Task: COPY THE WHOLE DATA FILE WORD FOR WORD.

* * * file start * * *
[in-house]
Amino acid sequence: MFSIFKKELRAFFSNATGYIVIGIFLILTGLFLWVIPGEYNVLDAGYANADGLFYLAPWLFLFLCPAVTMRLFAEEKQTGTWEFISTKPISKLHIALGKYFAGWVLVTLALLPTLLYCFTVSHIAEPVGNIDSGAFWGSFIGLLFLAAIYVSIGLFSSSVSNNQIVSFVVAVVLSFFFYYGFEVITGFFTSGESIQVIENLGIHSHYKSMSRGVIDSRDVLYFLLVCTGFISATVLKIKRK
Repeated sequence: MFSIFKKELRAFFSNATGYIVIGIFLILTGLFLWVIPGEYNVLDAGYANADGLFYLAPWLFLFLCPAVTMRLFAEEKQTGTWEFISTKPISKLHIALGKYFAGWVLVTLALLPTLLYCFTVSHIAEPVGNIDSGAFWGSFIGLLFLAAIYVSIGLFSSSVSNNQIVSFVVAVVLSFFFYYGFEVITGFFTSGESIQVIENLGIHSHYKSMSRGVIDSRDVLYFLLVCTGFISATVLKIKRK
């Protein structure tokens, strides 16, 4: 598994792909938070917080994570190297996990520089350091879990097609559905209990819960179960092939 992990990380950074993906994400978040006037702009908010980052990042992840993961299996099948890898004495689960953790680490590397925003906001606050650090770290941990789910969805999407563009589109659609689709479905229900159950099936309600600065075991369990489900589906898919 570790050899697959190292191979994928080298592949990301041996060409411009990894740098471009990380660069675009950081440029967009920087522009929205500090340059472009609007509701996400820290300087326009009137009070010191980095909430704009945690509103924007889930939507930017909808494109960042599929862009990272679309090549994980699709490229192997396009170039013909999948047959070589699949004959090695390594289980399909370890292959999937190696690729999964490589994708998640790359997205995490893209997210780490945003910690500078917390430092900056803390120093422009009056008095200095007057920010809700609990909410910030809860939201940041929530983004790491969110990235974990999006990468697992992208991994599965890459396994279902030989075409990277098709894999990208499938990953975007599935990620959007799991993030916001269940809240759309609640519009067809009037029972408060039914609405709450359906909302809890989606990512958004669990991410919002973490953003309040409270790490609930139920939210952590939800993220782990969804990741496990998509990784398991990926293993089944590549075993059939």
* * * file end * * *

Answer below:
[in-house]
Amino acid sequence: MFSIFKKELRAFFSNATGYIVIGIFLILTGLFLWVIPGEYNVLDAGYANADGLFYLAPWLFLFLCPAVTMRLFAEEKQTGTWEFISTKPISKLHIALGKYFAGWVLVTLALLPTLLYCFTVSHIAEPVGNIDSGAFWGSFIGLLFLAAIYVSIGLFSSSVSNNQIVSFVVAVVLSFFFYYGFEVITGFFTSGESIQVIENLGIHSHYKSMSRGVIDSRDVLYFLLVCTGFISATVLKIKRK
Repeated sequence: MFSIFKKELRAFFSNATGYIVIGIFLILTGLFLWVIPGEYNVLDAGYANADGLFYLAPWLFLFLCPAVTMRLFAEEKQTGTWEFISTKPISKLHIALGKYFAGWVLVTLALLPTLLYCFTVSHIAEPVGNIDSGAFWGSFIGLLFLAAIYVSIGLFSSSVSNNQIVSFVVAVVLSFFFYYGFEVITGFFTSGESIQVIENLGIHSHYKSMSRGVIDSRDVLYFLLVCTGFISATVLKIKRK
């Protein structure tokens, strides 16, 4: 598994792909938070917080994570190297996990520089350091879990097609559905209990819960179960092939 992990990380950074993906994400978040006037702009908010980052990042992840993961299996099948890898004495689960953790680490590397925003906001606050650090770290941990789910969805999407563009589109659609689709479905229900159950099936309600600065075991369990489900589906898919 570790050899697959190292191979994928080298592949990301041996060409411009990894740098471009990380660069675009950081440029967009920087522009929205500090340059472009609007509701996400820290300087326009009137009070010191980095909430704009945690509103924007889930939507930017909808494109960042599929862009990272679309090549994980699709490229192997396009170039013909999948047959070589699949004959090695390594289980399909370890292959999937190696690729999964490589994708998640790359997205995490893209997210780490945003910690500078917390430092900056803390120093422009009056008095200095007057920010809700609990909410910030809860939201940041929530983004790491969110990235974990999006990468697992992208991994599965890459396994279902030989075409990277098709894999990208499938990953975007599935990620959007799991993030916001269940809240759309609640519009067809009037029972408060039914609405709450359906909302809890989606990512958004669990991410919002973490953003309040409270790490609930139920939210952590939800993220782990969804990741496990998509990784398991990926293993089944590549075993059939």